Shaw to CRTC: Say no to blanket ban on exclusive deals on content
GATINEAU, Que. – Federal regulators should not impose a blanket ban on exclusive deals for content on new platforms like smartphones and tablets, Shaw Communications told CRTC hearings Wednesday.
Though Shaw prefers non-exclusive deals, the company told the Canadian Radio-television and Telecommunications Commission that current rules are enough to prevent anti-competitive activity.
"We strongly recommend the adoption of a regulator framework that is consistent with the principles of customer choice, flexibility and symmetry," Shaw CEO Brad Shaw told the commission in his opening remarks.
Shaw, already Western Canada's biggest cable provider, bought 11 former CanWest TV stations and some specialty channels last year for $2 billion. The company is also planning to launch a wireless service.
The CRTC has already heard from BCE, Telus, Rogers and Quebecor at the hearings into the ownership of television channels by the big cable and satellite companies.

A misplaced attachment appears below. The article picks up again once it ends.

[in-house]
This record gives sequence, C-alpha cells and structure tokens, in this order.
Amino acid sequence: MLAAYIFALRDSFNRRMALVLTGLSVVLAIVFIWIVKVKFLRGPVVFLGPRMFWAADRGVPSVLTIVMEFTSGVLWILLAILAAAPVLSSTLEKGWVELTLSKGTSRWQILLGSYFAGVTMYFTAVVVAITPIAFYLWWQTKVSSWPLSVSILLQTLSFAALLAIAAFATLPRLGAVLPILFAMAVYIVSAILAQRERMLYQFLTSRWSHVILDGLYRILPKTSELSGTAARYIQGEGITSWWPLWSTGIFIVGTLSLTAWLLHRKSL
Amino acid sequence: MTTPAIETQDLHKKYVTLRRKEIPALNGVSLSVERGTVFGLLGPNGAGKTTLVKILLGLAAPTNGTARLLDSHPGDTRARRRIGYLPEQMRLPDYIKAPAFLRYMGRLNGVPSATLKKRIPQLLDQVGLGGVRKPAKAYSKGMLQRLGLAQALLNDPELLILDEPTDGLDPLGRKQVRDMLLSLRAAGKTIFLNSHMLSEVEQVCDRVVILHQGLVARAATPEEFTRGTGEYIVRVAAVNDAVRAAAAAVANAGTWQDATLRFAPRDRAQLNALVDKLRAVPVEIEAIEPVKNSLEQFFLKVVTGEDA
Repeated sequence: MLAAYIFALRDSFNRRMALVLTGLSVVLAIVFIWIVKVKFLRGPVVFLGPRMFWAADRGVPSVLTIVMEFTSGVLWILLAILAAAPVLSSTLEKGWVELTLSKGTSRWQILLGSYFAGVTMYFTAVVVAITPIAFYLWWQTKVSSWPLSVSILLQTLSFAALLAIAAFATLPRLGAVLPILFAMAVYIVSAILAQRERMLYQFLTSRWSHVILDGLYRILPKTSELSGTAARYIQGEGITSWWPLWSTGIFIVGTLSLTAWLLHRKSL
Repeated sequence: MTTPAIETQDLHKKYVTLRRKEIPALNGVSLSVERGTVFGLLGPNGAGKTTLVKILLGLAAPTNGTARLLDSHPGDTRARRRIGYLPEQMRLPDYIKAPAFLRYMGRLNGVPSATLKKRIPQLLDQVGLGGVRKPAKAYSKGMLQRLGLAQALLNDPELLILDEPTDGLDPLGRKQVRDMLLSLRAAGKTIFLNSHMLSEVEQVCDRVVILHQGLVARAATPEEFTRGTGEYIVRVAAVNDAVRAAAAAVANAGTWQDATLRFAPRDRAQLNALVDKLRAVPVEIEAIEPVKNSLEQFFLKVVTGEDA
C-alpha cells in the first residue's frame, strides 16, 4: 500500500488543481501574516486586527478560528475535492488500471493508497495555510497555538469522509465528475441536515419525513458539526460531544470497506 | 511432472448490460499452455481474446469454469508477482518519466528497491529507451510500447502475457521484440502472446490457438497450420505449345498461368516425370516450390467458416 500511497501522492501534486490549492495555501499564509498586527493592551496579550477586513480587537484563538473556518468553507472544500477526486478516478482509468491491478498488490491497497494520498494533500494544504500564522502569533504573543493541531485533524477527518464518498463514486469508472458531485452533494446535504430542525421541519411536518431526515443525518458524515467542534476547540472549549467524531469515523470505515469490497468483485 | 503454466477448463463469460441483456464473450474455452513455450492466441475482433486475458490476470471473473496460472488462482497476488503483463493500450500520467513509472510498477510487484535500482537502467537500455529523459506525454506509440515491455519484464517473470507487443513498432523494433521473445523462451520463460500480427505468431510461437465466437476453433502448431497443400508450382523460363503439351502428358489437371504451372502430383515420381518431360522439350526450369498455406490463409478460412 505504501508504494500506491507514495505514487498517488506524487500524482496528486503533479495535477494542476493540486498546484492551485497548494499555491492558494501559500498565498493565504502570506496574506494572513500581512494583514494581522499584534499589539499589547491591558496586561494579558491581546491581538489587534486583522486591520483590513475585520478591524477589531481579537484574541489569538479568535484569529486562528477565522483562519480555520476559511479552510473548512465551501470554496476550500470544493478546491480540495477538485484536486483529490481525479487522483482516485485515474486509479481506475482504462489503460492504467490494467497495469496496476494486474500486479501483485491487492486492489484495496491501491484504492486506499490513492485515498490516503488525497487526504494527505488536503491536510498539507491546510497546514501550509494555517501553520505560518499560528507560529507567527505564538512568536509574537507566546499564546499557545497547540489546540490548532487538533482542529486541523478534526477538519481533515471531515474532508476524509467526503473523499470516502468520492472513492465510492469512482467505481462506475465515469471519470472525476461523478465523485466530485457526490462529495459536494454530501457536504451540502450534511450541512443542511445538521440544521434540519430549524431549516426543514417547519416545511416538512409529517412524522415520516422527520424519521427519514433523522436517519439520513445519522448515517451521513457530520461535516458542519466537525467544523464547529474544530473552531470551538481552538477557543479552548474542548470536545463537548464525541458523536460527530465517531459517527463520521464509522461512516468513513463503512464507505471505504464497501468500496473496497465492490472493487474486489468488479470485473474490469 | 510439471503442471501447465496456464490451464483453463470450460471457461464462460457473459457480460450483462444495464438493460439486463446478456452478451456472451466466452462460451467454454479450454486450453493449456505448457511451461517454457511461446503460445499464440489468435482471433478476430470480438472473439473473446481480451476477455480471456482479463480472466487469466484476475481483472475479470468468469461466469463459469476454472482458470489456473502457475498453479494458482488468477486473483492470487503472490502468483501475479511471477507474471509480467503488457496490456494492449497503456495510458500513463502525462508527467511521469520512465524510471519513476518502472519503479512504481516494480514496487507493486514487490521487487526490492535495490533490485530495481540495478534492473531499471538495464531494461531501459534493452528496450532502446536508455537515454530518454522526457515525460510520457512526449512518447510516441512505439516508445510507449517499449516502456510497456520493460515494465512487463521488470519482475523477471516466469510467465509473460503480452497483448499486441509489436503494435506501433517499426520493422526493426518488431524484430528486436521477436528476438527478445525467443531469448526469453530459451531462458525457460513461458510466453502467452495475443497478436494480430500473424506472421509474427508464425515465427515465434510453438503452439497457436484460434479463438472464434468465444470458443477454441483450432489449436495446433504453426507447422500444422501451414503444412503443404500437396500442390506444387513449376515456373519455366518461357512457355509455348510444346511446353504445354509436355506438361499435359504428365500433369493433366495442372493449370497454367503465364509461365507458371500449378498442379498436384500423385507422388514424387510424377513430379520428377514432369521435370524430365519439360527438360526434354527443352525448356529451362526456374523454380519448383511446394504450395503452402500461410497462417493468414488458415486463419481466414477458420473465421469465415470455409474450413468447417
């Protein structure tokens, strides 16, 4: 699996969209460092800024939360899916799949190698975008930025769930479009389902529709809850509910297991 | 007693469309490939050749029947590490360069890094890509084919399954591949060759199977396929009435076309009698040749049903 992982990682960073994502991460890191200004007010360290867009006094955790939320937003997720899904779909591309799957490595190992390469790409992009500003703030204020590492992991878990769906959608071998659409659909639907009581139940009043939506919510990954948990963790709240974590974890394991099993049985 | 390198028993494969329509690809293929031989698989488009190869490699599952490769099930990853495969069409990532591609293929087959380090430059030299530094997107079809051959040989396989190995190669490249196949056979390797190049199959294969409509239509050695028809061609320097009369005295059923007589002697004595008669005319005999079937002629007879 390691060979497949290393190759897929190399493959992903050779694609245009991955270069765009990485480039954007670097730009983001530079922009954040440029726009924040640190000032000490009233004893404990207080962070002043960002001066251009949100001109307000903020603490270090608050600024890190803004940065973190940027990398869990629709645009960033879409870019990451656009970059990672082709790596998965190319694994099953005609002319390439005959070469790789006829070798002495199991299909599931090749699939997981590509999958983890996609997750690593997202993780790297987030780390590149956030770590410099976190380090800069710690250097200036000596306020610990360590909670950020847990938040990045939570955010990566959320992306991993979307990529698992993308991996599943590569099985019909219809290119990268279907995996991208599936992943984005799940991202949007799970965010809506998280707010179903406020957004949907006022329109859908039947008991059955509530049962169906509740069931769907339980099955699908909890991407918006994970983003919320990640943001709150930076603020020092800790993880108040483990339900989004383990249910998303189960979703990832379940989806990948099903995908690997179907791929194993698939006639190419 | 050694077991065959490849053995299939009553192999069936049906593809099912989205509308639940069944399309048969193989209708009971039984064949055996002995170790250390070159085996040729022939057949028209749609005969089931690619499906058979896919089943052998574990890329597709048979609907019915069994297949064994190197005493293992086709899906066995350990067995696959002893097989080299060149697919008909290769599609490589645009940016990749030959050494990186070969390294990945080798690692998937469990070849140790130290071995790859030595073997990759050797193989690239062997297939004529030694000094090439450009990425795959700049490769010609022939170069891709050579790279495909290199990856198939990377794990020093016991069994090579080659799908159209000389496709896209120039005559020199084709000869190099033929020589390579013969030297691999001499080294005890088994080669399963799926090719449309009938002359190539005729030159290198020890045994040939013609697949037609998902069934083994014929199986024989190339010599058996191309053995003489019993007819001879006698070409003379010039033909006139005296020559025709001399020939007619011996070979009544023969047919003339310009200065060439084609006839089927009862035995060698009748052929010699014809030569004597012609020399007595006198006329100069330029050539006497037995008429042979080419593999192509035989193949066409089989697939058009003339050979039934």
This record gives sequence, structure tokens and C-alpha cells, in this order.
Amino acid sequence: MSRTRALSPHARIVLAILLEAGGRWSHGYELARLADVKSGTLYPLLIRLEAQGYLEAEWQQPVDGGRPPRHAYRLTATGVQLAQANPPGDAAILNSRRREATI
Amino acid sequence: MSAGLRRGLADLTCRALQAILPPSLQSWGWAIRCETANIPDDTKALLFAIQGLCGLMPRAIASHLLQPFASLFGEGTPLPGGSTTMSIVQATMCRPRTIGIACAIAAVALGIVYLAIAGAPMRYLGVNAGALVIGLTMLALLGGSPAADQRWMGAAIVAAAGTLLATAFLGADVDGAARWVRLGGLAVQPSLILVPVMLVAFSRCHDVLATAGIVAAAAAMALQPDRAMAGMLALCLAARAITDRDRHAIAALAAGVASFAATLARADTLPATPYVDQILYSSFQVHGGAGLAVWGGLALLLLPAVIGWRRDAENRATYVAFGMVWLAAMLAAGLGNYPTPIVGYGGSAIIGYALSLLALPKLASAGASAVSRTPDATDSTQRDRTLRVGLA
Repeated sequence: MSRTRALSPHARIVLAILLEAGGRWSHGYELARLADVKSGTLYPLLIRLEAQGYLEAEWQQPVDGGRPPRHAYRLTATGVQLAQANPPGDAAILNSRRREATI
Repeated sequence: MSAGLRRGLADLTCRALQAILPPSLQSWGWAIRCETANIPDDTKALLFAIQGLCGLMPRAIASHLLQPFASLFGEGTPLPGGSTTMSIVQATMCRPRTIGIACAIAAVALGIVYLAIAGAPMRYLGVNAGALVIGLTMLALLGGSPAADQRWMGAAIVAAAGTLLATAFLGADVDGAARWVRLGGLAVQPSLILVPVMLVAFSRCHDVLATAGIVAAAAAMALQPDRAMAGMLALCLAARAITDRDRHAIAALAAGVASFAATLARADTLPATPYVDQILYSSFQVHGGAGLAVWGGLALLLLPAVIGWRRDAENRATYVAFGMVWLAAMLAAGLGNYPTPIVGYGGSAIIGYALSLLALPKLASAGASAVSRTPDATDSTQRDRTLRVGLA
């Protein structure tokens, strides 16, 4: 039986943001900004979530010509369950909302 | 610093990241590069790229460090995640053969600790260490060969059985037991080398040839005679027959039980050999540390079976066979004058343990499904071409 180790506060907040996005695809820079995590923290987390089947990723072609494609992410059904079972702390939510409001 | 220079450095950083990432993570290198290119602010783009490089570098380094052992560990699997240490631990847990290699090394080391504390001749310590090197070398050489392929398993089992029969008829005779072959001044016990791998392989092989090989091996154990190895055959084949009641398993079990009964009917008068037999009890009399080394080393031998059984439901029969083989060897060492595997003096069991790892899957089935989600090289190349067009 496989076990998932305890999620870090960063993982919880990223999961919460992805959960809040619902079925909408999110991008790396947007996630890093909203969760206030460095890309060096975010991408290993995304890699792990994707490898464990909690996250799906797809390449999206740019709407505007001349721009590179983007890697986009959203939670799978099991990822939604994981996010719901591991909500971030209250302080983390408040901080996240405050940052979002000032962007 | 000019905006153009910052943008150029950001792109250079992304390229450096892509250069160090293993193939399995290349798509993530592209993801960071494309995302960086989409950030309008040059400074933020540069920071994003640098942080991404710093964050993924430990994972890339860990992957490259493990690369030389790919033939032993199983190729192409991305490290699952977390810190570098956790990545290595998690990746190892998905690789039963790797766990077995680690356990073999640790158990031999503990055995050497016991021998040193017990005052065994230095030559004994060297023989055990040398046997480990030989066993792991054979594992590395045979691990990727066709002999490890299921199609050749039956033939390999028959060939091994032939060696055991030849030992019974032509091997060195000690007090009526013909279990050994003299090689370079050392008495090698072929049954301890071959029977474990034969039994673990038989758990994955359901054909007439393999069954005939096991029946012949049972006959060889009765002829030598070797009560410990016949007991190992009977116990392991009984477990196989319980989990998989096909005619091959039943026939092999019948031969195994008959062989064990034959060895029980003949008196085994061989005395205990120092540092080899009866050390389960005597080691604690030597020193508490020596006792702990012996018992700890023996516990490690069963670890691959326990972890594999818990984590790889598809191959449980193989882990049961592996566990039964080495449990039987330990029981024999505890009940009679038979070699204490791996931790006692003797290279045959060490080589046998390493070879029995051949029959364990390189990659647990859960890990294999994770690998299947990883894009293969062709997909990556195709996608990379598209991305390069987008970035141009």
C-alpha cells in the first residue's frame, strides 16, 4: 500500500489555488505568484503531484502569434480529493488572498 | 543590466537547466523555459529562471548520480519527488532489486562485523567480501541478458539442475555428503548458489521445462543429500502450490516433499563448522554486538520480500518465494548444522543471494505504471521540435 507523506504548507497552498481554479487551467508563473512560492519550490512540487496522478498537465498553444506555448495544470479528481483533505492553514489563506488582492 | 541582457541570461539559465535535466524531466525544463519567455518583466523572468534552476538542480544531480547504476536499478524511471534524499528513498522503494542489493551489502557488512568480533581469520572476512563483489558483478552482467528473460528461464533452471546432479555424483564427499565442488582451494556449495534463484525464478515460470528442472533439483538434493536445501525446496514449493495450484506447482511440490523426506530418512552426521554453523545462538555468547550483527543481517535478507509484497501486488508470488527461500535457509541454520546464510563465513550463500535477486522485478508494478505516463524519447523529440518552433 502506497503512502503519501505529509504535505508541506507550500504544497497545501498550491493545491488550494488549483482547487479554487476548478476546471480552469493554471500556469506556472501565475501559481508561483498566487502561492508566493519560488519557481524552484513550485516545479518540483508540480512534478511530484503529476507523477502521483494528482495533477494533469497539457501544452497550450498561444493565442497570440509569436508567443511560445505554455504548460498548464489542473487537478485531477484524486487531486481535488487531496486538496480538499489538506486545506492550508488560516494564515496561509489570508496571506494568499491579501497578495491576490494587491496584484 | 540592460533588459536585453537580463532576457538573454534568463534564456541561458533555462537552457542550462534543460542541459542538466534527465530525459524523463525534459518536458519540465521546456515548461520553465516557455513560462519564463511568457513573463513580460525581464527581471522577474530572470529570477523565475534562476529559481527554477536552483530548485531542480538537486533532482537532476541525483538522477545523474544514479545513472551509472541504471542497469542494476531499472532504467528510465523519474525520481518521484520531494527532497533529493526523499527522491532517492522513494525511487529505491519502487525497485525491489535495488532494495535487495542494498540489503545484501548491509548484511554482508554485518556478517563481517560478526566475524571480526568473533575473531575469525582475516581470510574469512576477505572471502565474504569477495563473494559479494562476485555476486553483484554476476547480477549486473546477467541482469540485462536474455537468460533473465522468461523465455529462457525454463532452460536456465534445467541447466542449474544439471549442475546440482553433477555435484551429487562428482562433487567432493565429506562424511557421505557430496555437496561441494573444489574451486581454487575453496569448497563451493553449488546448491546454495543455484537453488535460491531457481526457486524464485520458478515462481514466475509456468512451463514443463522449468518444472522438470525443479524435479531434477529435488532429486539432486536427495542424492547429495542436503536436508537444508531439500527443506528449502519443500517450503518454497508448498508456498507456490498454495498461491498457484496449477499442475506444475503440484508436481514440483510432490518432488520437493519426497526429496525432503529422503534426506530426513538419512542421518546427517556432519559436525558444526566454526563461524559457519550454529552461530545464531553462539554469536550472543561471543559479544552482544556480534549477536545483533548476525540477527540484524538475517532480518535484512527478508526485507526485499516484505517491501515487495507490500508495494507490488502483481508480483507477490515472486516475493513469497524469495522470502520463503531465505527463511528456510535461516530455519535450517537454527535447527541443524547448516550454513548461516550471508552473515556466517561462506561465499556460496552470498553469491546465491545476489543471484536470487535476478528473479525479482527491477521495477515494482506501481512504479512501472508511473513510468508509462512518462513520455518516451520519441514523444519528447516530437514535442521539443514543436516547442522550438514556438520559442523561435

Both BCE and Quebecor have called for fewer rules and for the regulator to allow exclusive deals for content on new devices like smartphones and tablets.
They say that exclusive deals help drive innovation in the industry.
However, Rogers and Telus have lined up on the opposite side and called for the regulator to block exclusive deals for content on the new platforms.
In its presentation on Tuesday, Telus argued that competition, not exclusivity, is what drives innovation.
In recent years, much of Canada's private broadcasting sector has been swallowed up by a handful of big cable and satellite companies, which also own the major wireless networks in the country.
And as Canadians turn to online sources and mobile devices like smartphones and tablets to watch television, what is available is becoming an issue, as consumers want to see it using whatever they have, whenever they want, no matter who holds the rights.
CRTC Chairman Konrad von Finckenstein has said independent distribution and programming services have raised concerns that rules are needed to prevent anti-competitive behavior.